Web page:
Julia Creet talks with and writes about Dan Larkin as part of our ongoing series “Critics Choice.”
Dan Larkin, Blue Window Shade, 2007
The Luminosity of Ordinary Things
by Julia Creet
“It took me two years to notice it,” said Dan Larkin, “even though I walked by it twice a week to do my laundry.” A door with a pull-down shade on the way to the basement that looks like a portal to heaven, not quite perfect, no-longer-used curtain-rod brackets, a battered knob, a door whose mystery should not be exited. Larkin is attracted by the luminosity of ordinary things, the contrast of primary colours, colour that reads as if black and white, duotones, contrast and clean lines.
Larkin’s images evince his eternal present, his nostalgia for the places where he grew up in that wistful decade between 1950 and 1960, still-lifes found and made, simplicity as a carefully crafted illusion. The coffee cup on the red table took forty setups to find that obscure angle; the cornbread crumbs on the old yellow plates never quite right. But the luminosity through the blue blind was an exercise in patience, waiting to capture the light as it crossed behind the window. It is a door he only opens a couple of times a year, a door that does not really function as a door, but a potential.
Larkin, in this series, set a condition of technical constraints that, like the content, harken back to an age of photography before digital manipulation. The production of the work is itself nostalgic, shot on Hasselblad 120 film in a square format, with minimal cropping. Counselor’s Room was in a boy-scout camp in Prince Edward Island, one of a series of photographs shot in empty cottages. The stark simplicity of the images, so familiar, yet so foreign, embody the ritual aspect of working with the camera: framing by square format, low light conditions, slow exposures (Blue Window Shade is a 8-9 second exposure), the isolation of details made remarkable for their symbolism of an outdated time. These are dream images capturing an idea or a colour that bring a lost childhood back to life for all-too-short a time, when mourning is temporarily replaced by having and seeing once again. A timeless space that still exists, but sweet and wry, melancholic with a sense of humour.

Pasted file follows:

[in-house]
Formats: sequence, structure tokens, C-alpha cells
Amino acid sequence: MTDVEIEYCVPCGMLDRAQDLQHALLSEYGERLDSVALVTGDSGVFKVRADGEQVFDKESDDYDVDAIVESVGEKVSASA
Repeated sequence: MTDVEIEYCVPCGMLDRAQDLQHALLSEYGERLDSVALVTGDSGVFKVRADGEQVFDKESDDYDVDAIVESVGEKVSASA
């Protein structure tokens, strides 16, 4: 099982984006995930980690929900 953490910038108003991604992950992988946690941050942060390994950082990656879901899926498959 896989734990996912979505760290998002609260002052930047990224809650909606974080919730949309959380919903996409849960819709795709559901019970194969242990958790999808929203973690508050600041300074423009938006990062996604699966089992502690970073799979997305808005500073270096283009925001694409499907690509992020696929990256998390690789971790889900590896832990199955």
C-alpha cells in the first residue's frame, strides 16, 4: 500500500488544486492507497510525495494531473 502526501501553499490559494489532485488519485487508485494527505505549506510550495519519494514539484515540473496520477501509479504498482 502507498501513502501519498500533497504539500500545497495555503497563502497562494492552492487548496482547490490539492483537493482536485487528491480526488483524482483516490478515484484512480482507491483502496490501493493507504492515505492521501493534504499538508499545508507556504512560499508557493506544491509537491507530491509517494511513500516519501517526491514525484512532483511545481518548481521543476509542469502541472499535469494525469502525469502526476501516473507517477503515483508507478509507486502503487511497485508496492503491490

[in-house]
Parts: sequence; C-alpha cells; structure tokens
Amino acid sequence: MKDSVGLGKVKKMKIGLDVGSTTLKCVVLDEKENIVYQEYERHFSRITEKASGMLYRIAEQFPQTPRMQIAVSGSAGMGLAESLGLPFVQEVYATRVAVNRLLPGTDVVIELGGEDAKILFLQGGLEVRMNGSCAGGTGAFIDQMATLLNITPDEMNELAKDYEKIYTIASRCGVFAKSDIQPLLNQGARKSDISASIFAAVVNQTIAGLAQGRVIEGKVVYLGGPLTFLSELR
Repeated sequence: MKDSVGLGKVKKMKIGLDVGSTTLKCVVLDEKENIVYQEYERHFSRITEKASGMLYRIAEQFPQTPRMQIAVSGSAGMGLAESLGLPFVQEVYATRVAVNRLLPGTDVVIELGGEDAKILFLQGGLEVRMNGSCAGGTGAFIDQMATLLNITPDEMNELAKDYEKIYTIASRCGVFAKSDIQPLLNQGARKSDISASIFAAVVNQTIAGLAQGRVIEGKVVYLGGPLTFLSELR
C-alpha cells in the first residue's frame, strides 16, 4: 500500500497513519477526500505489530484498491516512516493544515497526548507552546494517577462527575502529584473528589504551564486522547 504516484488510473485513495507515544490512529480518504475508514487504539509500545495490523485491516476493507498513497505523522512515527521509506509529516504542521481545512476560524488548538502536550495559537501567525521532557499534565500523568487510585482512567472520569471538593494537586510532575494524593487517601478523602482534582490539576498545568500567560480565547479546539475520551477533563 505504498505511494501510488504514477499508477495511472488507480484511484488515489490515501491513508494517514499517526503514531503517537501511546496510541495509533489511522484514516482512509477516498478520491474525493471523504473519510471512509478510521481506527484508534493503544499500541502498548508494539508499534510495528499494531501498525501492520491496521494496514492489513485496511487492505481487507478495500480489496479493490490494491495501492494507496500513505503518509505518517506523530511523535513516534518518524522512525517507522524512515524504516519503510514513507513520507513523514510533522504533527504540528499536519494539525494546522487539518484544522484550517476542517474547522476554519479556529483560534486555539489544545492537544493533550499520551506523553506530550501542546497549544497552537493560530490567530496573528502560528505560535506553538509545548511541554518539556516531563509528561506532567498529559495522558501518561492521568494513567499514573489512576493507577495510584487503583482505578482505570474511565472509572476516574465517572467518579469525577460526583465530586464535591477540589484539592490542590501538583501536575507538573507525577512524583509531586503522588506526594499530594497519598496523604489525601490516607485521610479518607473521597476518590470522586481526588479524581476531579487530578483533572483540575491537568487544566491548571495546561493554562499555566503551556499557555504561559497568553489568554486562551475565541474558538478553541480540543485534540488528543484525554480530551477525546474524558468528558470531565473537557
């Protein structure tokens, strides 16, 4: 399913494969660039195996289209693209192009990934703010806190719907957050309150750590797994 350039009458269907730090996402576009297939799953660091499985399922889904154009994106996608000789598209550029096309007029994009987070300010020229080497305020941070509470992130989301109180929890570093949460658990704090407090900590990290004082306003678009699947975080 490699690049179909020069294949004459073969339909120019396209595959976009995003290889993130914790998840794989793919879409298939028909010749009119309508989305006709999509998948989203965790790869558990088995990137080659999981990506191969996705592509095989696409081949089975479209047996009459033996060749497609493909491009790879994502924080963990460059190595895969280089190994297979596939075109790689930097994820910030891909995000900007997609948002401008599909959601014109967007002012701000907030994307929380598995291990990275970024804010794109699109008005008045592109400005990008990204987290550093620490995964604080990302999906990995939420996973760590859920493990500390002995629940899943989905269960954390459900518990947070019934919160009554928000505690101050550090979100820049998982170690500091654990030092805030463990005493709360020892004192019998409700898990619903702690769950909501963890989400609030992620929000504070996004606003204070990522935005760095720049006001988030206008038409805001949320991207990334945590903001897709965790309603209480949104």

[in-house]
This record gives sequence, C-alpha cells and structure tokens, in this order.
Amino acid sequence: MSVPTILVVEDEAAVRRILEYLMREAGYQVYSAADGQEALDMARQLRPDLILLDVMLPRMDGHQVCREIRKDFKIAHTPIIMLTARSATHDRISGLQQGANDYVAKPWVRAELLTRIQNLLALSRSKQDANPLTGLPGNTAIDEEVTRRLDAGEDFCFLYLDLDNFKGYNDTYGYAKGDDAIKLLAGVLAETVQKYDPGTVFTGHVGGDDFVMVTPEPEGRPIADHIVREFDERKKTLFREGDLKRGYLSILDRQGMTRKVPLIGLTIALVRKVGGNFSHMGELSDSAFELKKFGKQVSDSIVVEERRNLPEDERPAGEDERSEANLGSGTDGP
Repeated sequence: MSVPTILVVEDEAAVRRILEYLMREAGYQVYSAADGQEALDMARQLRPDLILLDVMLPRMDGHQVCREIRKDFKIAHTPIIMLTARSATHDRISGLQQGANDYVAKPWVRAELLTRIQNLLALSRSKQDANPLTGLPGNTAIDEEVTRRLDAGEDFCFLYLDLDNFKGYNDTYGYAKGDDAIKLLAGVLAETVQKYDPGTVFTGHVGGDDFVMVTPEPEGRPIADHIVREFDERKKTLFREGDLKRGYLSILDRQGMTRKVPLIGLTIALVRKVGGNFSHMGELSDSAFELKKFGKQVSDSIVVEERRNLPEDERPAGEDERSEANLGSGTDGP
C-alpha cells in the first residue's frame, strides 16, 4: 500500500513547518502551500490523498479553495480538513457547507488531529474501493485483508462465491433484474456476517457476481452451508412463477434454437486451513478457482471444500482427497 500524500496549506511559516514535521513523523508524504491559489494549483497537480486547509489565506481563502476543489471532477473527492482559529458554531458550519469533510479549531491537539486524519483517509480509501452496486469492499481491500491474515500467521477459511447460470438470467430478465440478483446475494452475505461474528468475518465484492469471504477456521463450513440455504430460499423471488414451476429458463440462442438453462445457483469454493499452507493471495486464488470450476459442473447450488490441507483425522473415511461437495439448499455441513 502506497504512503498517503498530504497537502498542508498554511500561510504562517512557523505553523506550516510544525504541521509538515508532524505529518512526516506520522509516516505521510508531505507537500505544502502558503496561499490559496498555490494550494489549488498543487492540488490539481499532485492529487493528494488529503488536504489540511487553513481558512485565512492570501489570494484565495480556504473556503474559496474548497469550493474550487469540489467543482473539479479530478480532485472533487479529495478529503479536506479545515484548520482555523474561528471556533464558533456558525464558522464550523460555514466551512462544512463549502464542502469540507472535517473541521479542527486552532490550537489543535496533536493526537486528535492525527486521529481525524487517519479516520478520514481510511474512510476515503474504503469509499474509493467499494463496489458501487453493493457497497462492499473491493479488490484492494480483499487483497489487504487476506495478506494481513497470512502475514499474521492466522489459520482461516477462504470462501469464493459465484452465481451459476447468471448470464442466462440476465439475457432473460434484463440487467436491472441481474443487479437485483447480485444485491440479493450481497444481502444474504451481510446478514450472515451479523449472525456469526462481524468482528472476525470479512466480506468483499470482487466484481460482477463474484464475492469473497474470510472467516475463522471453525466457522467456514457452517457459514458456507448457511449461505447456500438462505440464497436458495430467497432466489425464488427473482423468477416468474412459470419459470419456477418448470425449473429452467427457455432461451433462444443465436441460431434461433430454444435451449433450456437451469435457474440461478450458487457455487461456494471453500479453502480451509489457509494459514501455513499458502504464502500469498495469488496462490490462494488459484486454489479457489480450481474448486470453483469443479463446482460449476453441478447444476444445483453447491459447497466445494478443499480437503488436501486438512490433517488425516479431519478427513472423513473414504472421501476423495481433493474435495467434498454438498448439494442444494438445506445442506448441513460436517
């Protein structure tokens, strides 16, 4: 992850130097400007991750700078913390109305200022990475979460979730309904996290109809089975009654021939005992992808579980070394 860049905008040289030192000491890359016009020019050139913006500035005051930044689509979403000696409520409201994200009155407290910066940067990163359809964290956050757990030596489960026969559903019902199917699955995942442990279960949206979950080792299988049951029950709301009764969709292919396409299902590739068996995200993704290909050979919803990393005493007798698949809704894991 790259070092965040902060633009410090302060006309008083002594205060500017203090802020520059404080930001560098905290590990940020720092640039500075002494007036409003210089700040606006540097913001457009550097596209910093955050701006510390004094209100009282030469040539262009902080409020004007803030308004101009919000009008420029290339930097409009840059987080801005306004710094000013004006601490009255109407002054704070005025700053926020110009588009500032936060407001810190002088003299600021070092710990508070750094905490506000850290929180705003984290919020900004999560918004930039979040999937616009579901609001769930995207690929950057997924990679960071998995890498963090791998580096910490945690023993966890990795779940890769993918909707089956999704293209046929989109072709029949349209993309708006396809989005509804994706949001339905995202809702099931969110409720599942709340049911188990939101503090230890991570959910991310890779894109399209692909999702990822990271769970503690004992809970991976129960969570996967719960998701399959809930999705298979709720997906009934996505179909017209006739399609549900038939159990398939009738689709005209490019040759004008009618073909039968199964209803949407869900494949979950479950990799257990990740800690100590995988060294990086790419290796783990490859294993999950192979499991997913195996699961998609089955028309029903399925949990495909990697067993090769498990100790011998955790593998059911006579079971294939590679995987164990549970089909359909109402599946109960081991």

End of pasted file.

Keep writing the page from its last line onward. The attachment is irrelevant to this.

Larkin’s work in this series is largely intuitive, he tells me. Only after he has taken a photograph does he try and understand what it means to him. In this sense, he is very much like us, absorbing the image for the first time or again and again. The blue shade came with the house, bought from friends, passed by unnoticed and then one day . . .
Every image suggests a larger space, the outside of the image, focal points that pull you in only to lead you away to another time and place. Photographs of a melancholic smile.
Julia Creet teaches in the Department of English at York University. Her creative and research projects focus on private and public memory. She has directed a documentary, “MUM,” has edited a collection of essays, Memory and Migration (UTP Press, 2010), and is currently completing a work of literary nonfiction based on the memoirs of a holocaust survivor who tried to forget.
See more work by Dan Larkin:
Dan Larkin, Counselor's Room, 2007
Dan Larkin, Red Table, 2007
Dan Larkin, Nail Clippings, 2007